The other indirect loss incurred is that of having to use shuttle services to transport the employees to the remote location. The loss involves paying workers who are in different locations additional transport allowance to enhance their work in the offices, which are in different locations. When employees reside near the offices transport cost is reduced which increases the profit margin.

Maximum Loss

In case of maximum probable loss that may have occurred additional losses would be loss of lives of the bank workers, forcing the company to incur compensation costs for the workers. In addition, the bank would have experienced total damage of the documents and the equipments. This would make the company liable for the losses incurred by its clients. The payments of liability would be a great loss to the bank and would affect the bank negatively.

Risk Management Tools

The following are ways in which the bank manager can use risk management tools to ensure that such disasters do not result into huge losses to the company. The first tool is that of risk retention, which refers to the situation of acknowledging risk but the long-term costs of insurance are higher than the loss incurred. Since tornadoes happen most of the times, the company can have its mechanism of retaining the risk by having a separate fund to cater for such emergencies when they occur.

The other risk management tool that the manager can use to contain the losses of such occurrence is risk prevention. This refers to a situation where the company identifies the loopholes, which may lead to loss and instituting measures to avoid that loss. Such measures include having an electronic filing systems and a different database away from the bank for storing information. In addition, buying damage proof equipment or insured equipment is a loss prevention mechanism.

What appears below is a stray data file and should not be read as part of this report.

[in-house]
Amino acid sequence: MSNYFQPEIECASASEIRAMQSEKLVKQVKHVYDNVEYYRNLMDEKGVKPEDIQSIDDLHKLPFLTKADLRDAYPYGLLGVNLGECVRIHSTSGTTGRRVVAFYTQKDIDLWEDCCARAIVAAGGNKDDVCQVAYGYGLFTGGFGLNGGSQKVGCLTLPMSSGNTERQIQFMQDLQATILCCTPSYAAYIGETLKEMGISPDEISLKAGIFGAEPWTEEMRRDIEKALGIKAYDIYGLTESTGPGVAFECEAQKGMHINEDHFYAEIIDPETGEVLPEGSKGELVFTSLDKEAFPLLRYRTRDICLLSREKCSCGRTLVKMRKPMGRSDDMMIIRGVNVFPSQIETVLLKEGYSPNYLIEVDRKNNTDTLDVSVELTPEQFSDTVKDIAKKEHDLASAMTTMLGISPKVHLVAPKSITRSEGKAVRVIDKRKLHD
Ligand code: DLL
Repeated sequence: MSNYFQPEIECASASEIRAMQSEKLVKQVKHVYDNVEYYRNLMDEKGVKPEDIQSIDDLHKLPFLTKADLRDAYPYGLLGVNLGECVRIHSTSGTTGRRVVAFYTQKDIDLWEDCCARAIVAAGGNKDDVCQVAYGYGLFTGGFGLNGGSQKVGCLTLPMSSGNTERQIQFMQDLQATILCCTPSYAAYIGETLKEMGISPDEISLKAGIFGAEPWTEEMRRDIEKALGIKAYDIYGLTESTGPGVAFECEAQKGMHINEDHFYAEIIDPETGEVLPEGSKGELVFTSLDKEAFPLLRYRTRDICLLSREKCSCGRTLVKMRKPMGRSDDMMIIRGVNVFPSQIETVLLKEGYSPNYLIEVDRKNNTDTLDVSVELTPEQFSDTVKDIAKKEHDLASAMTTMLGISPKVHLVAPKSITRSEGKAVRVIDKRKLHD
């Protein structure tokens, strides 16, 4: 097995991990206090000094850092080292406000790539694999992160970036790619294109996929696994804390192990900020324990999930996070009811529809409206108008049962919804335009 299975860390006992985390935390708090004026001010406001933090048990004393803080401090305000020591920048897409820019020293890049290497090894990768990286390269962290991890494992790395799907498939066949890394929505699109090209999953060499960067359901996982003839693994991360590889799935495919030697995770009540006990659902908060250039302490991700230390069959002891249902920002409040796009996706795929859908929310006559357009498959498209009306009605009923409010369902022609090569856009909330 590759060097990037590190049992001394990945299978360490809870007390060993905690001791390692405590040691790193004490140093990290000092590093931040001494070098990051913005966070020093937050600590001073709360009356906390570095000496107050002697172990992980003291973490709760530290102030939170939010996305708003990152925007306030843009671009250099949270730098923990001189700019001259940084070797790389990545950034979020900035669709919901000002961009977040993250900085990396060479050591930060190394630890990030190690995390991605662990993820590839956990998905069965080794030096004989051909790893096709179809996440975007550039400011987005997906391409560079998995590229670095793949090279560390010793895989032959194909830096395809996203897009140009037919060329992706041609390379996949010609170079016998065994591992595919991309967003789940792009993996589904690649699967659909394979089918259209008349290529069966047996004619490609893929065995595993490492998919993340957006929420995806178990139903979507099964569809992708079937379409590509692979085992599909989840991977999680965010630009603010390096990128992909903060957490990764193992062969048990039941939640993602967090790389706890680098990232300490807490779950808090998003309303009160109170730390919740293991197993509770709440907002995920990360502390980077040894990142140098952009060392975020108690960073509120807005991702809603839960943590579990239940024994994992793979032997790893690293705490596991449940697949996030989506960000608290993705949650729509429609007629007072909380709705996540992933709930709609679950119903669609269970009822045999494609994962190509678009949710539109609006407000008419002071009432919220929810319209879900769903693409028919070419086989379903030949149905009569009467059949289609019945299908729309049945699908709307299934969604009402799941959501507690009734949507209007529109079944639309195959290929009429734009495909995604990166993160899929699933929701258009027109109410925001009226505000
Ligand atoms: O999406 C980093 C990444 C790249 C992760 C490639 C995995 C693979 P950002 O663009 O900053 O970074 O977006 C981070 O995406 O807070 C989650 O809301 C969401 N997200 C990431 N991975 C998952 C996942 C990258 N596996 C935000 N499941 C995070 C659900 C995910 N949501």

The loss reduction method of risk management involves reducing the loss that is in form of liabilities or lawsuits from clients because of the damages they have incurred. Loss reduction ensures that the company has policies of risk sharing which makes it impossible to sue the bank for inefficiencies arising from a disaster.

The other risk management method regards insurance, which helps to put the company back to the initial financial position before the loss occurred. This is where the bank buys the appropriate insurance cover to ensure that the company can be compensated from the likely loss of property and profits. The bank’s risk manager needs to buy insurance policy to cover the company from the loss of property.

The other risk management tool is risk transfer. The bank can adopt risk transfer measure to ensure that loses are transferred to stakeholders other than the bank itself. This can only happen in an agreement between the bank and other institutions to compensate the bank when such losses occur. Risk transfer means that someone else is responsible for the loss and damages incurred from a particular loss.

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IvyPanda. "Managing Future Risks of Tornado." May 17, 2022. https://ivypanda.com/essays/managing-future-risks-of-tornado/.

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IvyPanda. 2022. "Managing Future Risks of Tornado." May 17, 2022. https://ivypanda.com/essays/managing-future-risks-of-tornado/.